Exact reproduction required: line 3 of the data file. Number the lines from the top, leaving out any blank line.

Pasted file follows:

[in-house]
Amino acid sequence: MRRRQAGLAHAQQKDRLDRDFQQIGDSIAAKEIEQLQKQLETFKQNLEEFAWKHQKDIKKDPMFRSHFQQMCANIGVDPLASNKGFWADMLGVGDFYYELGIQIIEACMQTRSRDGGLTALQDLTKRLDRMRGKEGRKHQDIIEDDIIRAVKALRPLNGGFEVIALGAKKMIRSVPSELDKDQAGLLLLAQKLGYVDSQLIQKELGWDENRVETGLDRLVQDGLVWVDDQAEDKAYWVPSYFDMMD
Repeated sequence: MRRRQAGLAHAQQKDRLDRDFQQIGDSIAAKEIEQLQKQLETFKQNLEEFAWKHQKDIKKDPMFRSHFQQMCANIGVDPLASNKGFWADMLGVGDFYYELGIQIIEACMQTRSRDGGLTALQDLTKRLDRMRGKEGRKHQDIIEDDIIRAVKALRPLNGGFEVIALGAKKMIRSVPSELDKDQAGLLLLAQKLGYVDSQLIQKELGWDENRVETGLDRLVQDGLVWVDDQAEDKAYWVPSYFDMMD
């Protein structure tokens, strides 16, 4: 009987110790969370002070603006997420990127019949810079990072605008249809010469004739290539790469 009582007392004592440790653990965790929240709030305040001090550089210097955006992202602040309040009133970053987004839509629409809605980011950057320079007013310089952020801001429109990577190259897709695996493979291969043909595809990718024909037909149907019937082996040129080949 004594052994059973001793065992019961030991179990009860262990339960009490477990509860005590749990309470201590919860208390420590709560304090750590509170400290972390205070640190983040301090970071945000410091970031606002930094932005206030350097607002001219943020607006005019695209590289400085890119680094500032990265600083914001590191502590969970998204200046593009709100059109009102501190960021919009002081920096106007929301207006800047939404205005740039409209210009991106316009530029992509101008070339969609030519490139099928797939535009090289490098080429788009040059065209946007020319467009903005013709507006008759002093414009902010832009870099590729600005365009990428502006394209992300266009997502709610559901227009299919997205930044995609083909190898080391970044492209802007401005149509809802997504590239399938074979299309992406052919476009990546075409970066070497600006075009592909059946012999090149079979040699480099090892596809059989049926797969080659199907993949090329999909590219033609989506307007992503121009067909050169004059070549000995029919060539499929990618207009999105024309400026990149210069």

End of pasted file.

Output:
Repeated sequence: MRRRQAGLAHAQQKDRLDRDFQQIGDSIAAKEIEQLQKQLETFKQNLEEFAWKHQKDIKKDPMFRSHFQQMCANIGVDPLASNKGFWADMLGVGDFYYELGIQIIEACMQTRSRDGGLTALQDLTKRLDRMRGKEGRKHQDIIEDDIIRAVKALRPLNGGFEVIALGAKKMIRSVPSELDKDQAGLLLLAQKLGYVDSQLIQKELGWDENRVETGLDRLVQDGLVWVDDQAEDKAYWVPSYFDMMD